A teacher asked his fifth grade science class a rather probing question: “What’s the most powerful combination of words?” “Atomic power,” shouted one. Another, raising his hand shouted, “Nuclear power.” A third said, “Water power.” The class went silent.

Finally, from the back of the room a student held up his hand and said, “Please, Sir, those are powerful words, but I think that the most powerful combination of words is Almighty God.”

“Almighty” means just that: “having all might.” One who is designated as “almighty” is one who others believe can do anything. Nothing is beyond that one and no one can even challenge the power vested in that one. Only God Who is the Creator of the universe and everything in it can do anything. His ability to do, control, sustain and work out His purposes is far beyond the power of our minds to understand. It is only something we can accept or reject but never challenge with our finite thoughts. In the final analysis, whatever His wisdom may plan, His might and power are able to perform.

But what do these lofty thoughts mean for us? After all, if we accept the fact that God is Almighty, what real difference does it make to anyone?

The answer is simple and profound: This mighty and powerful God loves us and has sent His Son to save us from ourselves and eternal damnation. He gives us the option to call upon Him not only for salvation, but help in times of need, cleansing from guilt and freedom from fear.

Prayer: How wonderful is Your name, O Lord, and how mighty Your thoughts, deeds and love that You care for us. In Jesus’ Name, Amen.

Scripture for Today: Psalm 145:3 Great is the Lord and most worthy of praise; his greatness no one can fathom.

Devotional for 5-20-2017


A friend sitting next to me in church one Sunday commented, “Larry, if you turn around and look at the people here this morning, it looks like they all have stomach aches, a sore tooth, are facing a prison term or are here under duress.”

Actually, I didn’t have to turn around and look. I noticed it when I walked into the sanctuary. Someone once said to me that “Of all the groups of people in the world, Christians seem to be the most unhappy. They seem to be joyless and miserable. If being a Christian is so terrible, why don’t they give up their faith and try something else?”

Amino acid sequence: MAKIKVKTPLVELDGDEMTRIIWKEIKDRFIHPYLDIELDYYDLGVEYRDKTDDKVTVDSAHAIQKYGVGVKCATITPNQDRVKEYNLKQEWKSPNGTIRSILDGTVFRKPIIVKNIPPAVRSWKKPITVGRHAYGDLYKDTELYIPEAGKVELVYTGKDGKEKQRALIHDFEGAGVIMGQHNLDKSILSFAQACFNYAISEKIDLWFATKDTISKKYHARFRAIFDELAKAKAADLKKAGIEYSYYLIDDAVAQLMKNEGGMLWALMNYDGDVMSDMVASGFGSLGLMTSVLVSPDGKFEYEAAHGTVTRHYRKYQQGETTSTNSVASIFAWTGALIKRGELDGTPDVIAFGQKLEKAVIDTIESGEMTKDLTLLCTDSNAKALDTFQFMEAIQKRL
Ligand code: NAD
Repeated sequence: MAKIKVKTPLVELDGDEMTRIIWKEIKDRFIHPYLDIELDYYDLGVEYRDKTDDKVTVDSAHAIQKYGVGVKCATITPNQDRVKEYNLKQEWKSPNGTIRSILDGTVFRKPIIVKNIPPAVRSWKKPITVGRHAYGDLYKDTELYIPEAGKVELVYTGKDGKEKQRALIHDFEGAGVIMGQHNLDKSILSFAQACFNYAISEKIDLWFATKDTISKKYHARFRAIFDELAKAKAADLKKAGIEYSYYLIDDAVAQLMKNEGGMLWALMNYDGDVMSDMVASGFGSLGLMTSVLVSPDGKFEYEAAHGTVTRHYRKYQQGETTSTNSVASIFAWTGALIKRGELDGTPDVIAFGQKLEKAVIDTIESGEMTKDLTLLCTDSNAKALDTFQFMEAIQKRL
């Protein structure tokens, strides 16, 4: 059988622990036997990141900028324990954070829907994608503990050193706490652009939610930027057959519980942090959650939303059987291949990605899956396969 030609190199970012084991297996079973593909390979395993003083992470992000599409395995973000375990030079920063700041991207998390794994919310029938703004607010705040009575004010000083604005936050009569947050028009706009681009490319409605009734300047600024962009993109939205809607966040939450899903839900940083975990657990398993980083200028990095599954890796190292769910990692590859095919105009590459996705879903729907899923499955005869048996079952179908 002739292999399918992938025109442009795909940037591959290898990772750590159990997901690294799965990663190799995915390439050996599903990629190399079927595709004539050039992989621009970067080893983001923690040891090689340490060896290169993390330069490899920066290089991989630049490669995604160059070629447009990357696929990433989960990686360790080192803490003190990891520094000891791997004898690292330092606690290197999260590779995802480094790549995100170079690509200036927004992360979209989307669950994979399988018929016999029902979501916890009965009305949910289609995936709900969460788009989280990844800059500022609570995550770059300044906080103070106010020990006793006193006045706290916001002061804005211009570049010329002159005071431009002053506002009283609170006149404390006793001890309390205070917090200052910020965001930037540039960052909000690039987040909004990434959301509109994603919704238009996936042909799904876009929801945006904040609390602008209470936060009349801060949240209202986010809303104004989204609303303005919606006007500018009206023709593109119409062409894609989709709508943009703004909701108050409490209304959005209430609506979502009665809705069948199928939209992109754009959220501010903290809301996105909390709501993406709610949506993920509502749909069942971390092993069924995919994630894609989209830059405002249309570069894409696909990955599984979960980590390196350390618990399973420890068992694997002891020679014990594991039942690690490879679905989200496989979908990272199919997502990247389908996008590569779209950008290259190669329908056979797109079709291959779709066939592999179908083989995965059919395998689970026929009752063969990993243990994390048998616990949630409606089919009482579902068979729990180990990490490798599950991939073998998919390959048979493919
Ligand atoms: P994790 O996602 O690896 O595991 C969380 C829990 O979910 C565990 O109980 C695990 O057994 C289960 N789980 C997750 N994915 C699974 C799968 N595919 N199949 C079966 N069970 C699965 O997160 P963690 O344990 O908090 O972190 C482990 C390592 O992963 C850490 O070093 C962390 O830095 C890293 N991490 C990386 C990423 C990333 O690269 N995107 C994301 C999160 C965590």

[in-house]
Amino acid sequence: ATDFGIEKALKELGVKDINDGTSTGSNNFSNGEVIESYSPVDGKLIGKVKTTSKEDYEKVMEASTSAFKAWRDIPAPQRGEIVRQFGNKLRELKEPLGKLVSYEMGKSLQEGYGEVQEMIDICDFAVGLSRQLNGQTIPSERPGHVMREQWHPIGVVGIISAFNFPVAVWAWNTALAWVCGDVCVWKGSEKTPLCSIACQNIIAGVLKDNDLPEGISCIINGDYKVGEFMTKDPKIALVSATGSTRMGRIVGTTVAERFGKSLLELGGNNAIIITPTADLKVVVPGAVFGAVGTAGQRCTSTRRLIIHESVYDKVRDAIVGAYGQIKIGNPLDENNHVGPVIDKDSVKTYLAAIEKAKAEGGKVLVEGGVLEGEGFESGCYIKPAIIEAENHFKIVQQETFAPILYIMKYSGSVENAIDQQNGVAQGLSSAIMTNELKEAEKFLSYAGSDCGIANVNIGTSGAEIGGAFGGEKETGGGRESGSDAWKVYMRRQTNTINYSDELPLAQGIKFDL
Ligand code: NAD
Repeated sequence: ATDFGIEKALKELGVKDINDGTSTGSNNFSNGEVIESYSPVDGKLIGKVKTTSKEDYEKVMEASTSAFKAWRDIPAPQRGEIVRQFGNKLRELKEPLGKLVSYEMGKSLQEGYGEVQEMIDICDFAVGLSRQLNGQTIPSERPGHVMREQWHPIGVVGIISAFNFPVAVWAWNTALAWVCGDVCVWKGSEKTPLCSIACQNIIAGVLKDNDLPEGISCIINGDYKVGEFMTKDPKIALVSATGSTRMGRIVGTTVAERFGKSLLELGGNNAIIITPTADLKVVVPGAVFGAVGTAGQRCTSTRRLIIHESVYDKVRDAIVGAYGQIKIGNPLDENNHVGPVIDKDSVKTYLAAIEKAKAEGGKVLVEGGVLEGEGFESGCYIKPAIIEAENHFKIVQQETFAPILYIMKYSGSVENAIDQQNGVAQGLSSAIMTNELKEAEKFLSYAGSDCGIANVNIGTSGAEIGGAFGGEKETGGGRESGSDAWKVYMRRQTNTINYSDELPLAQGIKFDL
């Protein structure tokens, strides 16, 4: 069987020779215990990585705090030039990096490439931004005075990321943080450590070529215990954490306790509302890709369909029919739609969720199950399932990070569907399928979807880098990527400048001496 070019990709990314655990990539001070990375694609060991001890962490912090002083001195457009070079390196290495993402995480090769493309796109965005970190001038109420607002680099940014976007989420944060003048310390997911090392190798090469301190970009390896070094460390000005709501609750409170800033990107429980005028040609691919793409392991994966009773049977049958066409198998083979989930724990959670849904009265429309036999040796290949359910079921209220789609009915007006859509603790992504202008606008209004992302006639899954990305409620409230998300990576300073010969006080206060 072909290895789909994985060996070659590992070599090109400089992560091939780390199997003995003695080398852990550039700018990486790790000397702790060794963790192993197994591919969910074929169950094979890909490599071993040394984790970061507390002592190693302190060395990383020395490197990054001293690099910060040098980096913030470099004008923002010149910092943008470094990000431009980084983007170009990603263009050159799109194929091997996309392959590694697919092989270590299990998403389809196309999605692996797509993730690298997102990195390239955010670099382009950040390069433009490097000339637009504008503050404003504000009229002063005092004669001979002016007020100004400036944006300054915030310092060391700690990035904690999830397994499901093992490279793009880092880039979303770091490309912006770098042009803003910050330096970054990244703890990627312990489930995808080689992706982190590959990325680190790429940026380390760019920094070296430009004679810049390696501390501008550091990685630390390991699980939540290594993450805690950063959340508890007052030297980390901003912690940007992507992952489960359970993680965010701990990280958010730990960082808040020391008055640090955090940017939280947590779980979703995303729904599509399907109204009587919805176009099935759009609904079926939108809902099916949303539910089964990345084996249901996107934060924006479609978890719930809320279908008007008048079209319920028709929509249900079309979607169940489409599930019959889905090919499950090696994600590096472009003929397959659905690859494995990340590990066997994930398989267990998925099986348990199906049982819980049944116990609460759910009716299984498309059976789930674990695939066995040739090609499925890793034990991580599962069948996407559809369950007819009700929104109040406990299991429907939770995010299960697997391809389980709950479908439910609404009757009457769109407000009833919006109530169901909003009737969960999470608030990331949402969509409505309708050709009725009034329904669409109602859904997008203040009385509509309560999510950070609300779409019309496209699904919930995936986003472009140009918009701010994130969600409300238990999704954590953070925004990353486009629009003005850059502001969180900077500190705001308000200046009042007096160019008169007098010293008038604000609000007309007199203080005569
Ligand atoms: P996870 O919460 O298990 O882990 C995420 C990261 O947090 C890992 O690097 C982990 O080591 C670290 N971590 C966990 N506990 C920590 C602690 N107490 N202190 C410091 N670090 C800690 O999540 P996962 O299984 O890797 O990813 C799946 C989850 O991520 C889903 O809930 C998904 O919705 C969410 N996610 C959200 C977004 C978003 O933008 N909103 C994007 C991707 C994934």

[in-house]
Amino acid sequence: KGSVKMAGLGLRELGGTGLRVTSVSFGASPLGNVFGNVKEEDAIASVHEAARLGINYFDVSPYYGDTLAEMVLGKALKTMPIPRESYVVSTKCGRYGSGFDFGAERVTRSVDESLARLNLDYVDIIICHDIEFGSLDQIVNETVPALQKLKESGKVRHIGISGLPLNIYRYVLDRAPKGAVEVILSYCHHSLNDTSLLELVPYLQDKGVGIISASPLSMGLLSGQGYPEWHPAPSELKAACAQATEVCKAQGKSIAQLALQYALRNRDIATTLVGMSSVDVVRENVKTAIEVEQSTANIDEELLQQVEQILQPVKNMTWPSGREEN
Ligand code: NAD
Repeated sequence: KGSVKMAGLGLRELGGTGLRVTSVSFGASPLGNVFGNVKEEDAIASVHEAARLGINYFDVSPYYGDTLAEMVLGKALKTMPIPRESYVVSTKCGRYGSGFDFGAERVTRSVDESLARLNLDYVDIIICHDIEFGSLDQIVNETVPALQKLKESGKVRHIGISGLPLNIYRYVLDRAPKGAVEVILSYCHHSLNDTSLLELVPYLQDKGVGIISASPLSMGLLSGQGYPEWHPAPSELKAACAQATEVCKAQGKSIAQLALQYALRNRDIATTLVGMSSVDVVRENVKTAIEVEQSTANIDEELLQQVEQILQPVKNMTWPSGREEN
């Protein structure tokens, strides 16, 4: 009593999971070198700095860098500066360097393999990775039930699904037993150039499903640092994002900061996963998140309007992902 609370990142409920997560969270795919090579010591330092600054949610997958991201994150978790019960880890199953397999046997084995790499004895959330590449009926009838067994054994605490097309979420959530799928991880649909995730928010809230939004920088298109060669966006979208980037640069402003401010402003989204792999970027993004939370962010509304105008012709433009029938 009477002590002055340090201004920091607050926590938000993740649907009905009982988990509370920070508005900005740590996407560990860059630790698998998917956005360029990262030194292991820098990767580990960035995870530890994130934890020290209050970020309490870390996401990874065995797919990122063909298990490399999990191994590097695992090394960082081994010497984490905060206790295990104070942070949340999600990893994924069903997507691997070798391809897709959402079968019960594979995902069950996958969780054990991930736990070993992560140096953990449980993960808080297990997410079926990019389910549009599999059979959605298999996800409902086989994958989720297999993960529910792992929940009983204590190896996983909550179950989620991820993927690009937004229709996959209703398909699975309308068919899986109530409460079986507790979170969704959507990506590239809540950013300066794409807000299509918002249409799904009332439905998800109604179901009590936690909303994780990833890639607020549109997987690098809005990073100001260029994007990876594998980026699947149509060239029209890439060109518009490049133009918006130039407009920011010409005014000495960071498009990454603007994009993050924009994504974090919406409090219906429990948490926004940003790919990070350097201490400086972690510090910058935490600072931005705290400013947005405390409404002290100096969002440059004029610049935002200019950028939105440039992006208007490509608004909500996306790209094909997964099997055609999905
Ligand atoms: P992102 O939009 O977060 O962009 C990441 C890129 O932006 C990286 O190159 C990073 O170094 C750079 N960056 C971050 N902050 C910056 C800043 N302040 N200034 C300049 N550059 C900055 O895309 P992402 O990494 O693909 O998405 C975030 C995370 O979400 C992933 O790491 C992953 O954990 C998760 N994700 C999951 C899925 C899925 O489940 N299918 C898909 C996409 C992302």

Some Christians are like a person with a headache: They don’t want to give up their head but it hurts to keep it. Can we expect others to want to become Christians if we appear to be miserable and hopeless? Things are bad without Christ. Why invite Him into my life if things will only get worse?

“Blessed – or happy – are the people whose God is the Lord.” To experience the fullness that the Lord has to give us requires that we surrender our lives to Him and become dependent on Him for all things. Some who profess to be people of God do not experience the blessings of God – or are not happy in their Christian faith – because they try to live the “half-life.” Half a “conversion” is like half a life boat: it won’t save you!

Happiness, or God’s best blessings, will not come to the half-hearted Christian. Caleb had the secret: “I wholly followed the Lord.” What a difference it can make. Try it!

Prayer: Help us, Lord, to “give it up” and surrender all that we are and all that we have to You and enjoy life! In Jesus’ Name, Amen.

Scripture for Today: Psalm 144:15 Blessed is the people of whom this is true; blessed is the people whose God is the Lord.

Devotional for 5-19-2017


Has anyone ever looked at you and said, “You’ll never change! You’re hopeless! I can tell you are going no place in life.” Painful words that many of us have heard at one time or another. And, no doubt, there were times when we might have thought the “charges” were accurate, based on the number of times we’ve started something in our lives that ended in disaster.

Imagine a king feeling like he was almost “unfit for duty.” First he wrote, “Part Your heavens, O Lord, and come down…reach down Your hand from on high…deliver me and rescue me…” Imagine a king feeling so alone and abandoned – even by a God he worshiped – that he could not feel His presence at all. Things must have been about as bad as they could get.

But they didn’t stay that way. God intervened – as He can and will – when our king or any one of us comes to the end of our strength and goes to Him for His!